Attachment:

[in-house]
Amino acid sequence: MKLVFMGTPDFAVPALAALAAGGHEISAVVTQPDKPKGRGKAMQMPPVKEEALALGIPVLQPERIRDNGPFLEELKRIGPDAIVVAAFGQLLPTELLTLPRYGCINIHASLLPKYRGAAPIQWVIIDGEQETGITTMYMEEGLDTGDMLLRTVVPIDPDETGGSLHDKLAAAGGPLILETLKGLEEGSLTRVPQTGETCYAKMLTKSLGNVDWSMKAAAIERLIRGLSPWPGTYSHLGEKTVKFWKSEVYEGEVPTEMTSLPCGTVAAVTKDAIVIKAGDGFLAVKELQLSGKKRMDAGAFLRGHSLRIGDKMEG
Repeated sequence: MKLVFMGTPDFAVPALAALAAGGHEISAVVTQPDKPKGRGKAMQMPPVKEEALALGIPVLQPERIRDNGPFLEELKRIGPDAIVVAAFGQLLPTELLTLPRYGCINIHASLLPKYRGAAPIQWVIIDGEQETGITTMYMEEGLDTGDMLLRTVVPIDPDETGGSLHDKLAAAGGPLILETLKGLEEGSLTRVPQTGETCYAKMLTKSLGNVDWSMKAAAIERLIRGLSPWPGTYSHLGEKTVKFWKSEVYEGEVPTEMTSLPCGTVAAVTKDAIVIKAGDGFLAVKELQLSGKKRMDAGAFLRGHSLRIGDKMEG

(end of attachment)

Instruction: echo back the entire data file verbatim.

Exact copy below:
[in-house]
Amino acid sequence: MKLVFMGTPDFAVPALAALAAGGHEISAVVTQPDKPKGRGKAMQMPPVKEEALALGIPVLQPERIRDNGPFLEELKRIGPDAIVVAAFGQLLPTELLTLPRYGCINIHASLLPKYRGAAPIQWVIIDGEQETGITTMYMEEGLDTGDMLLRTVVPIDPDETGGSLHDKLAAAGGPLILETLKGLEEGSLTRVPQTGETCYAKMLTKSLGNVDWSMKAAAIERLIRGLSPWPGTYSHLGEKTVKFWKSEVYEGEVPTEMTSLPCGTVAAVTKDAIVIKAGDGFLAVKELQLSGKKRMDAGAFLRGHSLRIGDKMEG
Repeated sequence: MKLVFMGTPDFAVPALAALAAGGHEISAVVTQPDKPKGRGKAMQMPPVKEEALALGIPVLQPERIRDNGPFLEELKRIGPDAIVVAAFGQLLPTELLTLPRYGCINIHASLLPKYRGAAPIQWVIIDGEQETGITTMYMEEGLDTGDMLLRTVVPIDPDETGGSLHDKLAAAGGPLILETLKGLEEGSLTRVPQTGETCYAKMLTKSLGNVDWSMKAAAIERLIRGLSPWPGTYSHLGEKTVKFWKSEVYEGEVPTEMTSLPCGTVAAVTKDAIVIKAGDGFLAVKELQLSGKKRMDAGAFLRGHSLRIGDKMEG